Friday, 25 March 2011

Article in Parliament Magazine this week

The EU must confront its own spending mistakes, mismanagement and corruption to avoid alienating its citizens, writes Nicole Sinclaire

I have made it my task this year to identify waste, corruption and irresponsible use of taxpayer’s money by the EU institutions in these times of extreme austerity. Six full body security scanners were purchased by the EU in 2005 at a cost in excess of 115,000 each. They have never been used and were ordered without consultation. Embarrassingly, the parliament itself voted against the use of such scanners – MEPs put their own self importance ahead of security with many refusing to undergo the simplest of checks – after they have been purchased.
These machines have been left to rot on pallets in a disused garage in the depths of the parliament building. It was quite a task to locate them, with security trying to thwart me and pass the buck. Eventually I found them languishing in and underground car park, surrounded by surplus office furniture.
This is but one of many examples of the waste and mismanagement that is endemic within the institutions. It beggars belief that unelected bureaucrats were able to purchase the most expensive machines available at the time, seemingly impervious to the economic realities.
The current economic crisis, and the resultant austerity measures, have led to violent protests in Greece, and the downfall of the Irish government. Against this backdrop, the parliament that knows no cuts continues to bestow upon itself increased entertainment budgets and allowances, as well as increased entertainment budgets and allowances, as well as increased funding for healthcare, among other things.
Working with the British media, I helped expose the abuses of daily subsistence allowances by large numbers of MEPs. We found members signing for their allowances early in the morning and then immediately climbing into taxpayer-funded limos to take them to the airport or to the Eurostar terminal. The daily allowance is intended for those who take part in official meetings of formal parliamentary bodies, it is not intended as a tax-free means of topping up one’s earnings on the way home. The allowance is currently 304 per day, which is ironically close to the average post-tax weekly income of an EU citizen.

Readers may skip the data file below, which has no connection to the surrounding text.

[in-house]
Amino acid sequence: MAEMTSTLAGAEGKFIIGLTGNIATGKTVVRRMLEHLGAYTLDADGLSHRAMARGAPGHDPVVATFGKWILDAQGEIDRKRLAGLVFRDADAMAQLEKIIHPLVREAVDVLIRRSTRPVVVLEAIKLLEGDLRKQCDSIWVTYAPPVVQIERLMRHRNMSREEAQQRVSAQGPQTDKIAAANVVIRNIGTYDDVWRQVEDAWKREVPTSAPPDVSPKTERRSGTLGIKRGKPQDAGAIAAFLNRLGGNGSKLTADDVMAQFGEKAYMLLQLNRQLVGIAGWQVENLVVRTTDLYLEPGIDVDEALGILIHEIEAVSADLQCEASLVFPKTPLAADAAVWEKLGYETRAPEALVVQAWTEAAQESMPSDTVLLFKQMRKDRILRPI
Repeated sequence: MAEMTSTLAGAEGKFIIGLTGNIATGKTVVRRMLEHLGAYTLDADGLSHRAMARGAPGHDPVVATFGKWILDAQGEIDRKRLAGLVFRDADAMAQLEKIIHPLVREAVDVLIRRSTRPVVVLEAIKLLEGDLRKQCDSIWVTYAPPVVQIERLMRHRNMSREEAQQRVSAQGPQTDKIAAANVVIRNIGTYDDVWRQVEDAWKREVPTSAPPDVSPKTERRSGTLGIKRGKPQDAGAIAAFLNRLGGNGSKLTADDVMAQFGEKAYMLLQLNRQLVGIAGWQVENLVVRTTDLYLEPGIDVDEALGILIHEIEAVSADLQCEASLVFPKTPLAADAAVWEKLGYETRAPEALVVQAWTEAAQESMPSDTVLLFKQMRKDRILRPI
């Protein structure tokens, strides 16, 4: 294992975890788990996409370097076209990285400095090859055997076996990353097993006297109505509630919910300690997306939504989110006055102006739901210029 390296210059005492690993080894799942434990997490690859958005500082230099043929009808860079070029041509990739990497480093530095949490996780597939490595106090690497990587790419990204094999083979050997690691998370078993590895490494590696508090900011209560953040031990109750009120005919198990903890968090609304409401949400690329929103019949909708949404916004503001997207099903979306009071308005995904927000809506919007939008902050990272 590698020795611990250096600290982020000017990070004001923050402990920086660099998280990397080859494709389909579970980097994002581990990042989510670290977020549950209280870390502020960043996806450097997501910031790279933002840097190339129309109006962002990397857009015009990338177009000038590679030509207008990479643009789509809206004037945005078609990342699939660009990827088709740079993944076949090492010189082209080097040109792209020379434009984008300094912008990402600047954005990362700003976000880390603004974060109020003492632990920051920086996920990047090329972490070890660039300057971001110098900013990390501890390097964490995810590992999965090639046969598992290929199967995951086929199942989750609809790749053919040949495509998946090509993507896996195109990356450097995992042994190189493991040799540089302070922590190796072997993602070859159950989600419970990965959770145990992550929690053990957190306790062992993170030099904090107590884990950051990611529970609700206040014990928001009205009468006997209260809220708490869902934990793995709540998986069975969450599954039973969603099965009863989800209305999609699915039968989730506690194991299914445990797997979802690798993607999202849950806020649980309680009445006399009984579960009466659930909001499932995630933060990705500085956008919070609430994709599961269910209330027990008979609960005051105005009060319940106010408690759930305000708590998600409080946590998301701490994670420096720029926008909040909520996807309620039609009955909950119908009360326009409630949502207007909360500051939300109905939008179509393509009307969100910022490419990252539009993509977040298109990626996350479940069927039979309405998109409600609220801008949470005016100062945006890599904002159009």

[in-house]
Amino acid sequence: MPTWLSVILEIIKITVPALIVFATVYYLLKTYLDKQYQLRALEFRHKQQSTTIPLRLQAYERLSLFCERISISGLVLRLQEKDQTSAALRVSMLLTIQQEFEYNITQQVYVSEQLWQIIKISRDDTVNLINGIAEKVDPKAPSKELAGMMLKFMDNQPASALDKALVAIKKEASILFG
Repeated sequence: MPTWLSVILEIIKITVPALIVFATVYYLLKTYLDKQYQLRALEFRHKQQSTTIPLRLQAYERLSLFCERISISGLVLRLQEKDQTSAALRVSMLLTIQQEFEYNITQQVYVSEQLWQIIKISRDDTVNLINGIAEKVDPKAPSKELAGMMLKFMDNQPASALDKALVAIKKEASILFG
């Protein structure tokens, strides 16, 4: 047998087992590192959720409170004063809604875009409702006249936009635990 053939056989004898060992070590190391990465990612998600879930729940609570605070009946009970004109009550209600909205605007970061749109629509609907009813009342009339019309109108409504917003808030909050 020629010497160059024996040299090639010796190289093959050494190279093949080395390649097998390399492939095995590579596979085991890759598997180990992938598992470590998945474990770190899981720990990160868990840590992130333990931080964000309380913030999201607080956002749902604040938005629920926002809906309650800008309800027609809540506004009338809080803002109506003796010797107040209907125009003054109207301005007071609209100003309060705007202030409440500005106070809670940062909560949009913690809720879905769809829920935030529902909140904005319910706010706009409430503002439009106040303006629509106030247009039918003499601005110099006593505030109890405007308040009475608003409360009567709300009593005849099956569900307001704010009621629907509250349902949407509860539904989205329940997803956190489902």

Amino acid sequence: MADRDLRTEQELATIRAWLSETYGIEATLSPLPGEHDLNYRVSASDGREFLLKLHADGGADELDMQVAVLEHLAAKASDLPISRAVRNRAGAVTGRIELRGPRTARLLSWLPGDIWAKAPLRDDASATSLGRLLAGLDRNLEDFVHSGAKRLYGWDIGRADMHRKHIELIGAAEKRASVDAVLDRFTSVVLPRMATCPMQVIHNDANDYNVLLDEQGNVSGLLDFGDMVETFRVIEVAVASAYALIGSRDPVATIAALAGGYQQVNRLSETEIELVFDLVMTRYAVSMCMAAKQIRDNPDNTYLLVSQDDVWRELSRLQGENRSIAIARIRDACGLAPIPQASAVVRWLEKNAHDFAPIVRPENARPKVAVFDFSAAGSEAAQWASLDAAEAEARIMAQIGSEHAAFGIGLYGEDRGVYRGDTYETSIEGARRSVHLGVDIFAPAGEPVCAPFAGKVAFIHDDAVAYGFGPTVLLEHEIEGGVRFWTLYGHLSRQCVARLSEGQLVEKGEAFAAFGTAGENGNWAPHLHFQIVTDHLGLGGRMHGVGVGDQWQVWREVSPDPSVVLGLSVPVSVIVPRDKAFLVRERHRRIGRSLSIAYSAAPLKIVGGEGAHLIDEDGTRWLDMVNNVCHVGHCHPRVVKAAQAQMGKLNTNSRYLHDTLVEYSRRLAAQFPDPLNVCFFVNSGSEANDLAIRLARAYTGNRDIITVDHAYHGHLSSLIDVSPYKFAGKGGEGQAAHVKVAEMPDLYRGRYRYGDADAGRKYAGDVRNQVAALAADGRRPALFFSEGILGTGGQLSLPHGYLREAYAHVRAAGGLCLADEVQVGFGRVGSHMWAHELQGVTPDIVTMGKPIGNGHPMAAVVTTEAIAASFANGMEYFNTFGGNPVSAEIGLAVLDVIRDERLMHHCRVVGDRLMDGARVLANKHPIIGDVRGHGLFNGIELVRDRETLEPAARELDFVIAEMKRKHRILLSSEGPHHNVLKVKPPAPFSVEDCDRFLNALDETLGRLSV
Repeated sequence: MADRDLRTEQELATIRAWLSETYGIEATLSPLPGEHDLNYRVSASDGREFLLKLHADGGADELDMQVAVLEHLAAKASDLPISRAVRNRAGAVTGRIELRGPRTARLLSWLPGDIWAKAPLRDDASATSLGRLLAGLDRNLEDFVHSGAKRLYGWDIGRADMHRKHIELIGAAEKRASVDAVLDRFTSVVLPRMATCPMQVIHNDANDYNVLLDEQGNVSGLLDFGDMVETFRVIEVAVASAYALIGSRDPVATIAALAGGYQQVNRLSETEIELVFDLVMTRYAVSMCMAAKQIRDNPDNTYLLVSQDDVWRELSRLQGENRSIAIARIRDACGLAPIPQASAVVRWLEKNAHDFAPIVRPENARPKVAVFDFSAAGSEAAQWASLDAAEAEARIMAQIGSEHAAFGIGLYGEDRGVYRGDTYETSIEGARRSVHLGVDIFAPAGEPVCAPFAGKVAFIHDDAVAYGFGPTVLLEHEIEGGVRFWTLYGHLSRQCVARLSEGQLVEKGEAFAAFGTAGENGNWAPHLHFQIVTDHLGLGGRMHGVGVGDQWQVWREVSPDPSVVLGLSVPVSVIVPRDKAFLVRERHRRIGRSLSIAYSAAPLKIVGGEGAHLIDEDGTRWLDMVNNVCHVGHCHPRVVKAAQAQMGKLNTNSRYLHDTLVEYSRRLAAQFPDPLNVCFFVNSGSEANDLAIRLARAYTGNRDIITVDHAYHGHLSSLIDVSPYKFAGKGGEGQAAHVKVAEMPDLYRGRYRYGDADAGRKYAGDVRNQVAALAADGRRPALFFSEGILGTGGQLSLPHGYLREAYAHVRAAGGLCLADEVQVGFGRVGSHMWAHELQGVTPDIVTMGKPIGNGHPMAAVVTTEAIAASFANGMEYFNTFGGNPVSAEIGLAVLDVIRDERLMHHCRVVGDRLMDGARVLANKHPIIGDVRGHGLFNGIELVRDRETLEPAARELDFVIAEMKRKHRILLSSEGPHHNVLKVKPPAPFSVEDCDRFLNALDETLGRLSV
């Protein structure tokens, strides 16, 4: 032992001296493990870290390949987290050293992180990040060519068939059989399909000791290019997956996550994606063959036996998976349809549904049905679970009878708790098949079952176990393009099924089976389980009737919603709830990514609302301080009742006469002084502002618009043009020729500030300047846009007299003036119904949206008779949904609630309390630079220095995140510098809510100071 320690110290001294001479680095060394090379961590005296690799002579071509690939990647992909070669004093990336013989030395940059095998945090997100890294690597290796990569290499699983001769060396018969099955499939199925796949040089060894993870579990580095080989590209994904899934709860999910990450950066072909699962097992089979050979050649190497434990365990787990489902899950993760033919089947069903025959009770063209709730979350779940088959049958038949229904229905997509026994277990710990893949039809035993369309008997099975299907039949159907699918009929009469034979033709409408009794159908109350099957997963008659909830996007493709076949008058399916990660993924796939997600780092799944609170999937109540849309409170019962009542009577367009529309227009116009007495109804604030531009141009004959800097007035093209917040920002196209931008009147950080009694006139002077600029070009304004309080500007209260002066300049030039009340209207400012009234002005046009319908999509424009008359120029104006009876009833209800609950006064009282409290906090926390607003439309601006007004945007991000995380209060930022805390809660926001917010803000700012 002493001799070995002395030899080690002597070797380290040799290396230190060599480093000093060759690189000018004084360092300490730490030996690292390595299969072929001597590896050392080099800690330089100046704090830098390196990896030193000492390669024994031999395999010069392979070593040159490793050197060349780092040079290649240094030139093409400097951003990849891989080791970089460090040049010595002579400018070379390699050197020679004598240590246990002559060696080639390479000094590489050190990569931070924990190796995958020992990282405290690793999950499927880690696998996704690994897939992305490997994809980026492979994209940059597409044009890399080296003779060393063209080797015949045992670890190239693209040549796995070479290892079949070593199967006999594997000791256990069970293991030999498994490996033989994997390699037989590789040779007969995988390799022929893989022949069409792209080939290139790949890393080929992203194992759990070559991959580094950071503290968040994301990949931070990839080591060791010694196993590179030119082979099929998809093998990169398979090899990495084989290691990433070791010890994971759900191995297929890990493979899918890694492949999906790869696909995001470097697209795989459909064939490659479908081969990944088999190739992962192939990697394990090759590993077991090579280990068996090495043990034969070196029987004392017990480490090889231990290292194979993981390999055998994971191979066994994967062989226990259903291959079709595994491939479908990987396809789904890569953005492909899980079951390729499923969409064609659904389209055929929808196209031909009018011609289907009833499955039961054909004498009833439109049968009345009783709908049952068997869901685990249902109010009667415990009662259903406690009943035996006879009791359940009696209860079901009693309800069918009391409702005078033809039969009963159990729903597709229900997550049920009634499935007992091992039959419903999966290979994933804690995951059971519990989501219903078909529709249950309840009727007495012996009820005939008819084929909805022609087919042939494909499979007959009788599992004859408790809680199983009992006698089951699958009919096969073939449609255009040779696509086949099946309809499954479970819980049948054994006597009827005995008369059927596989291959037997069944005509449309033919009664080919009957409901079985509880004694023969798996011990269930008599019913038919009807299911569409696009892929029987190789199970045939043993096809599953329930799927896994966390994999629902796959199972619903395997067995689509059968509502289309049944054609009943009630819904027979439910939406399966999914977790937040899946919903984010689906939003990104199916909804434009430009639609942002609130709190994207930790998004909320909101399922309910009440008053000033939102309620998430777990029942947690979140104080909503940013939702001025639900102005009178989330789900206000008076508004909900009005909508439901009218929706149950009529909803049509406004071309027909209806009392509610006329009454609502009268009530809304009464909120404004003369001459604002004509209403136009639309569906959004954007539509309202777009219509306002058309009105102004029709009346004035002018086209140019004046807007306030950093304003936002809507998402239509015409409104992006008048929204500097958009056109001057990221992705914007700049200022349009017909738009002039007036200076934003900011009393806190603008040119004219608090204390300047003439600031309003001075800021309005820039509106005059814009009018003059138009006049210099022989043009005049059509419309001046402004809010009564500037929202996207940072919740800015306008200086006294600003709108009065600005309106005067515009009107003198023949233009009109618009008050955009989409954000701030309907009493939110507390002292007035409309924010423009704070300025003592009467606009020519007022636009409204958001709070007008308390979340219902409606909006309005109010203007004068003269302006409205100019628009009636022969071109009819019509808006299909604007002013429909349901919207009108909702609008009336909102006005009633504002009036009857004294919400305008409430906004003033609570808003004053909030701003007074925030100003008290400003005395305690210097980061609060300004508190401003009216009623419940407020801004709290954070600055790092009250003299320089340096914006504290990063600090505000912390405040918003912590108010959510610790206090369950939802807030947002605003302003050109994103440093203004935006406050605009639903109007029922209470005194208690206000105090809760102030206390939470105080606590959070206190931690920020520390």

The expose has resonated across the EU, and has been reported in many member states. Within house of the story being covered by the Spanish press, I received telephone calls from Spanish TV and radio. Another revelation, concerning the medical perks enjoyed by MEPs and their families – the budget for this was increased by 36 per cent this year – was reported in four newspapers in Romania on one day alone.
If we cast our eyes beyond the EU we see regimes in North Africa falling like dominoes. The situation in Libya shows us the extent to which citizens will go, and the sacrifices that they will make, to rid themselves of corrupt and dictatorial regimes.
There is much talk at this time of “European taxes”, including a financial transaction tax. But how many citizens are aware that the MEPs who may in the future vote through legislation on such taxes, and the apparatchiks who serve them, actually pay very little in the way of tax. How will a citizen on 40 per cent income tax, struggling to look after his family, react to the news that the MEP who legislates for higher taxes pays just 18 per cent tax on their basic salary, and no tax at all on the many generous expenses and allowances that they enjoys.